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A South African Analyst's View of US Corporate Scandals - 2002-07-25

The head of a South African securities firm says U-S corporate scandals indicate the United States has “gone astray” at a time when it should be setting an example for honesty in business. Emerging economies are closely watching how the corruption scandals are being resolved.

David Shapiro, managing director of S-G Securities in Johannesburg, describes the string of corporate scandals as “puzzling.”

He says, "We always held America in high esteem. We’ve always believed that the level of corporate governance has been something to admire. And we’ve always been great followers of American corporate, particularly those with international brand names. Yeah, it’s puzzled us."

As a result of the mismanagement, inaccurate bookkeeping and questionable stock sales, tough legislation is expected to be approved soon by the U-S Congress. It calls on the Securities and Exchange Commission to set up a board to oversee auditors of publicly traded companies. And, if necessary, discipline them. Mr. Shapiro says keeping an eye on auditors is a good idea in any country.

He says, "They’ve let us down more than anything else. By profession I am an accountant. I’m a qualified CA (certified accountant) and I understand what’s involved and what one has to do. You know, when an accountant signs off on a set of figures the power that that has and how we as investors rely on that. So, I think it’s important that these kinds of disciplines are imposed."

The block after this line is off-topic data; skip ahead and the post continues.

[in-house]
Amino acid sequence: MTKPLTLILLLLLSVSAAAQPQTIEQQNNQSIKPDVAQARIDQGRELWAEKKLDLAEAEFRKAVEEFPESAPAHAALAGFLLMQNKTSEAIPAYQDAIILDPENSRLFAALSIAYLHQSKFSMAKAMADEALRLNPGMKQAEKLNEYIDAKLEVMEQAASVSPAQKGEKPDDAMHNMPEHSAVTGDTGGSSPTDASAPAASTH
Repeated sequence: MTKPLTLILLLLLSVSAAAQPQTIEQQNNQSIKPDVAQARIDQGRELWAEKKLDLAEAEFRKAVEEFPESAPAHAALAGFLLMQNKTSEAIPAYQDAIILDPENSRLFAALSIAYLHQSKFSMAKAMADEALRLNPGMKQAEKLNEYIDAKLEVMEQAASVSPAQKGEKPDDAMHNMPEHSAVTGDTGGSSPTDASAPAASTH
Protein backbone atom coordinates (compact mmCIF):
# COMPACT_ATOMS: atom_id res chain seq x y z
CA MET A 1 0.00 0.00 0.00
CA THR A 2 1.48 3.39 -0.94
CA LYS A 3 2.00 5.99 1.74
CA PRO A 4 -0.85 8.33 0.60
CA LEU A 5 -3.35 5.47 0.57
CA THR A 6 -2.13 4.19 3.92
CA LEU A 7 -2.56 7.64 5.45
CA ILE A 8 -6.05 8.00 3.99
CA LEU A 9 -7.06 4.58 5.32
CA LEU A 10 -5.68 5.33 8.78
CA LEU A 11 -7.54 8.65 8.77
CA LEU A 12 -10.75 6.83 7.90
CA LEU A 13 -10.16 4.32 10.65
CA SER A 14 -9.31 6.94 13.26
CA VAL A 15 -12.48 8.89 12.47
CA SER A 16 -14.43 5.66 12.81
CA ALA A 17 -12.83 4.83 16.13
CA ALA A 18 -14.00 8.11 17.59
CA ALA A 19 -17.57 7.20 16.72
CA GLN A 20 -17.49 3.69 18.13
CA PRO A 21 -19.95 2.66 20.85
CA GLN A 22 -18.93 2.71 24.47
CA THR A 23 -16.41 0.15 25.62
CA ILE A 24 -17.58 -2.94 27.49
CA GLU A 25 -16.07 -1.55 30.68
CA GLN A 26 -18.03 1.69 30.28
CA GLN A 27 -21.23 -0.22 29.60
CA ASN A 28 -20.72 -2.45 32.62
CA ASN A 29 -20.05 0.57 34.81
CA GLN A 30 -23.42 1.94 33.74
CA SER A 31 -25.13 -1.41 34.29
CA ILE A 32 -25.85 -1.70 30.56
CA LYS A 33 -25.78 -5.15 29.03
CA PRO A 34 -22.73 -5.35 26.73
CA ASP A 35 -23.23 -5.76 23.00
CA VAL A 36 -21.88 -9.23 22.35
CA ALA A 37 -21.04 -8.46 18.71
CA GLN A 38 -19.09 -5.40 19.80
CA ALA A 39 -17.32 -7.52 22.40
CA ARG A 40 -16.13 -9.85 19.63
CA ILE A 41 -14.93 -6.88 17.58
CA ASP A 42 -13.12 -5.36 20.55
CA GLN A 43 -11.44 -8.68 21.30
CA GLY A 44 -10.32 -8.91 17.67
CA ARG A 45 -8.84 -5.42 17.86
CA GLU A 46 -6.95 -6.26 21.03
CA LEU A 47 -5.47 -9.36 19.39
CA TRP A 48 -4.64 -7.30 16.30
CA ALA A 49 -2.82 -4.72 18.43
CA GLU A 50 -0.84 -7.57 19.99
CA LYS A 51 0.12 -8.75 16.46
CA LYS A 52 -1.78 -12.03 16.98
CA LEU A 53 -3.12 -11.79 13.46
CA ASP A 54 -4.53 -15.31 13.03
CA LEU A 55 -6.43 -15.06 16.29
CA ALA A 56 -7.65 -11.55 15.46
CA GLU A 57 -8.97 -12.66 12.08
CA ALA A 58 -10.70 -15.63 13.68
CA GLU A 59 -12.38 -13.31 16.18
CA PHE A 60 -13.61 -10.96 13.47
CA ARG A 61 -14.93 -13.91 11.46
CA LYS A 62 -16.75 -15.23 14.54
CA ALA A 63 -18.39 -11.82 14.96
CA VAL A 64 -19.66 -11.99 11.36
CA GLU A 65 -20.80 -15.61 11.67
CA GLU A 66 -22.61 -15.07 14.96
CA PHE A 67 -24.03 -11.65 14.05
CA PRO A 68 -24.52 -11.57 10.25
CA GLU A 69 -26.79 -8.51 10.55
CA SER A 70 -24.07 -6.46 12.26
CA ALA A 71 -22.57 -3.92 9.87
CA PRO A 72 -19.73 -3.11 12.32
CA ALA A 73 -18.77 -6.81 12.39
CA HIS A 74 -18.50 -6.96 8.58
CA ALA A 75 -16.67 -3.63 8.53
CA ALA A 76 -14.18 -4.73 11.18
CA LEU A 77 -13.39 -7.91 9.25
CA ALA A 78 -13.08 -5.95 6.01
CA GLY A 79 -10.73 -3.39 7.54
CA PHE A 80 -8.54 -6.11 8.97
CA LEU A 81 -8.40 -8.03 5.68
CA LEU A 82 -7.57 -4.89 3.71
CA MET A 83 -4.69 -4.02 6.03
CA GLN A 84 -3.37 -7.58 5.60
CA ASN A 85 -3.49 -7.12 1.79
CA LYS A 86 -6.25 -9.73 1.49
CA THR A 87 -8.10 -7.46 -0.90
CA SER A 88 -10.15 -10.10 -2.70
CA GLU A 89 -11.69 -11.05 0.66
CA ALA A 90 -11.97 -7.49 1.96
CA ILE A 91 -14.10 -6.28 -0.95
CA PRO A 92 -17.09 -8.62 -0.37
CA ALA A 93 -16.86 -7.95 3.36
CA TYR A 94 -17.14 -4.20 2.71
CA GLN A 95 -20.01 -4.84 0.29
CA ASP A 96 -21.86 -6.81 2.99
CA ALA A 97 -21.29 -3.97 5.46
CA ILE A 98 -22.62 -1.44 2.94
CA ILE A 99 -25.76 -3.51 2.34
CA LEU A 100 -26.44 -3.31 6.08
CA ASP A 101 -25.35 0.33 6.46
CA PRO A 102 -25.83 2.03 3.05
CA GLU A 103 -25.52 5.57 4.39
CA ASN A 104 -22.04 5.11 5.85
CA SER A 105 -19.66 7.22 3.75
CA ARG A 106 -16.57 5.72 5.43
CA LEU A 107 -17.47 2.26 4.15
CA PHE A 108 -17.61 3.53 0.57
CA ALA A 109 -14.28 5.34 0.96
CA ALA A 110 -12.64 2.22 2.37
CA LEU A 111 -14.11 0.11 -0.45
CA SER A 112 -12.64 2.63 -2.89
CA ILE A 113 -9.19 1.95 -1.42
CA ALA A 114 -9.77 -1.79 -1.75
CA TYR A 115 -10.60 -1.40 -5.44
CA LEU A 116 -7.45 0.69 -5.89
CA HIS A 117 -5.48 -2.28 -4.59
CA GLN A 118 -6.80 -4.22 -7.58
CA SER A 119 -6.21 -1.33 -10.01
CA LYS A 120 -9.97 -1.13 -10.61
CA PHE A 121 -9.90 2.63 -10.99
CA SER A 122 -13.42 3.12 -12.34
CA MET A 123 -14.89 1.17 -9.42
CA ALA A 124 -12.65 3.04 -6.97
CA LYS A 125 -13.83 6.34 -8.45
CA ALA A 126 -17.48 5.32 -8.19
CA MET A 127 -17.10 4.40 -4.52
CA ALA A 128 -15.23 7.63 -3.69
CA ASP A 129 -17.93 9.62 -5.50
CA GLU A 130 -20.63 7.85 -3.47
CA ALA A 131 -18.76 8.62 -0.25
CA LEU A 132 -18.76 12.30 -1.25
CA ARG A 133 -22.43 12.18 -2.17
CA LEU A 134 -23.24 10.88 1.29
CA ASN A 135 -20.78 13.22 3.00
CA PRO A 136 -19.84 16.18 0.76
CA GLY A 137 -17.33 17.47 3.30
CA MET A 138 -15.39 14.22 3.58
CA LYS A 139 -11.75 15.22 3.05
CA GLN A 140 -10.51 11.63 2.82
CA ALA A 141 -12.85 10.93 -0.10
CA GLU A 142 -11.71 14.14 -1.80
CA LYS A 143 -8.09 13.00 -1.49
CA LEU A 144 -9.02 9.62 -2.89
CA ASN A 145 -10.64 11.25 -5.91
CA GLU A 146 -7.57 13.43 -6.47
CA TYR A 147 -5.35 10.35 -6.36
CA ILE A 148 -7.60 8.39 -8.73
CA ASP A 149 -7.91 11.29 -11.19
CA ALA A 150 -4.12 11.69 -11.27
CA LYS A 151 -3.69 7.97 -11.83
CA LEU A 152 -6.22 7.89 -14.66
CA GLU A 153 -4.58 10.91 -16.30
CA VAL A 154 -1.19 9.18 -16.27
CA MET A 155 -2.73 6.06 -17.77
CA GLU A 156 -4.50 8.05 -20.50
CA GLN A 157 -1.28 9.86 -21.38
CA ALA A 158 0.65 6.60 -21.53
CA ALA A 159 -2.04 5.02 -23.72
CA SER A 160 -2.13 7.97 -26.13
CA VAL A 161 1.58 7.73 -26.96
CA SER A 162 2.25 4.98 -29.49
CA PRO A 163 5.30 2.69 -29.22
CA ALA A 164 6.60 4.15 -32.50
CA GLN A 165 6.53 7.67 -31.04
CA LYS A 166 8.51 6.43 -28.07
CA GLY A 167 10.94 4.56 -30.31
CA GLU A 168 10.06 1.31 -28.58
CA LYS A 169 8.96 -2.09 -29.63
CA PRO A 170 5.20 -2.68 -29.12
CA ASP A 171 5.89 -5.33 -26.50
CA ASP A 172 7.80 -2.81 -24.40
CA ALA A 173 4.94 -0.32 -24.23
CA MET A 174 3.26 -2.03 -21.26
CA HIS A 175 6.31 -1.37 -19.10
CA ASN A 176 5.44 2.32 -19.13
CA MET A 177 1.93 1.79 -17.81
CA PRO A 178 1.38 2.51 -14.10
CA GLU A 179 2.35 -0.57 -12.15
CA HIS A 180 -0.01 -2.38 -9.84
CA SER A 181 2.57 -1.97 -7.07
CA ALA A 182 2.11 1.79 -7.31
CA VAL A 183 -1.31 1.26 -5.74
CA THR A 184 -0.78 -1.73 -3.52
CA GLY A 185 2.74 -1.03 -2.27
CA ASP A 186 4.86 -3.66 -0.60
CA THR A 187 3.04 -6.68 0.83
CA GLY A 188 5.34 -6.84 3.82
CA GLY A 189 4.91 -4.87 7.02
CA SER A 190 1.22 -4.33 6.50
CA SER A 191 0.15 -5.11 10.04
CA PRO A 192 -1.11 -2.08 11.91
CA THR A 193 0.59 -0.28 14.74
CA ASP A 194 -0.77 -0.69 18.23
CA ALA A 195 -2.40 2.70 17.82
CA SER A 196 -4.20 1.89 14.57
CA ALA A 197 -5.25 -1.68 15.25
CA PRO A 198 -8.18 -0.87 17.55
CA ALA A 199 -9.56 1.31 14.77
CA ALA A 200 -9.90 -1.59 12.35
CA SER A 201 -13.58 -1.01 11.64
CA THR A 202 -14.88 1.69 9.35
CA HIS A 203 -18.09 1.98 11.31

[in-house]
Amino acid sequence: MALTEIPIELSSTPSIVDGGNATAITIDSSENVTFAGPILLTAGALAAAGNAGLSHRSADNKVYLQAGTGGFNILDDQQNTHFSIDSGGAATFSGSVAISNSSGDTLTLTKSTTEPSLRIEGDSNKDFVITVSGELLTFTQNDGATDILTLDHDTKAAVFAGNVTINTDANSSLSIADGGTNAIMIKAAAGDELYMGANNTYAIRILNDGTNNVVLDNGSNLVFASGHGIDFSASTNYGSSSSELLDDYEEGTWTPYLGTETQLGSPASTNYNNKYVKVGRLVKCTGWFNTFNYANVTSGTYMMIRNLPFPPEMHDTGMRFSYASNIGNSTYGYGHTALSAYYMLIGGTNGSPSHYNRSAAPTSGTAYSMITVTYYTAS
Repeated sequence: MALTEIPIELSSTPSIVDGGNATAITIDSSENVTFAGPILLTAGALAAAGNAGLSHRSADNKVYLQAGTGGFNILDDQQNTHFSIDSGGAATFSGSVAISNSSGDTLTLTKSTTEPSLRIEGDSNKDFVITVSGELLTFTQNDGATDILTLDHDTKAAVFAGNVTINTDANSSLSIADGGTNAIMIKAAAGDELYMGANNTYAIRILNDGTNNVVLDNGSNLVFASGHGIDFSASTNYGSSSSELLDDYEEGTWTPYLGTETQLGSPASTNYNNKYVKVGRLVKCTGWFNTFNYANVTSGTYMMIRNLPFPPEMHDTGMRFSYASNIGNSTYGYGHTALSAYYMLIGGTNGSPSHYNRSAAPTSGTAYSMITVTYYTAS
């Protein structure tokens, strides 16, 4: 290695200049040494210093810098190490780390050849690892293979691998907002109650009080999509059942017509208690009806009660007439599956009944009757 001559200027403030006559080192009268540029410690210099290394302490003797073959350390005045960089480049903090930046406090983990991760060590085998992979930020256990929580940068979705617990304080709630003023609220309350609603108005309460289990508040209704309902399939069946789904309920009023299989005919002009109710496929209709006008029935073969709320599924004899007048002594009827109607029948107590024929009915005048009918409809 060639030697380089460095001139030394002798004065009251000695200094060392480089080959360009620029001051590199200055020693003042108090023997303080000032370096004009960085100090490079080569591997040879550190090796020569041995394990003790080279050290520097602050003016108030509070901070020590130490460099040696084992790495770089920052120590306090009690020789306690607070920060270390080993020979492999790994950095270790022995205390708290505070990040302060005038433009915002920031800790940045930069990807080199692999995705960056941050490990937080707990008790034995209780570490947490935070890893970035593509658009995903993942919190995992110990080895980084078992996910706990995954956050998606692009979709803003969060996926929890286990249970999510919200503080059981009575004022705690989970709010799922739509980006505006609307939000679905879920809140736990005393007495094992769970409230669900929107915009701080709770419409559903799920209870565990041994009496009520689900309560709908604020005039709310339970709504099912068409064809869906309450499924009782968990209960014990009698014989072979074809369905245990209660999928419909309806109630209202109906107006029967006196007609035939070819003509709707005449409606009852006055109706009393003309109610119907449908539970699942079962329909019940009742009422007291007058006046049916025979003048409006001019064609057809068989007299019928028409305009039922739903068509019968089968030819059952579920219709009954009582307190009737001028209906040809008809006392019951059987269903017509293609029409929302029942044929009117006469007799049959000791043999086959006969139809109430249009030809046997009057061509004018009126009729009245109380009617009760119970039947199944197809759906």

However, the South African securities analyst says another provision of the US legislation may not have much of an impact over the long term. It would require chief executives and financial officers of public companies to certify the accuracy of their financial reports.

Mr. Shapiro says, "I have difficulty with this one. I’m puzzled by this and I still can’t find the nuance, you know, what difference it makes whether he signs it under oath or not. Because in the past we’ve assumed that the chief executive would have looked over the accounts and they would be fairly representative. And if he doesn’t know, if something slipped through, than he hasn’t been doing his job."

Mr. Shapiro says he agrees with the term “infectious greed” that’s been used to describe US corporate scandals. However, he says the opportunity now exists for all those in business to be “more accountable to stakeholders.” He calls on the United States “to clean up its act so the rest of the world can follow.”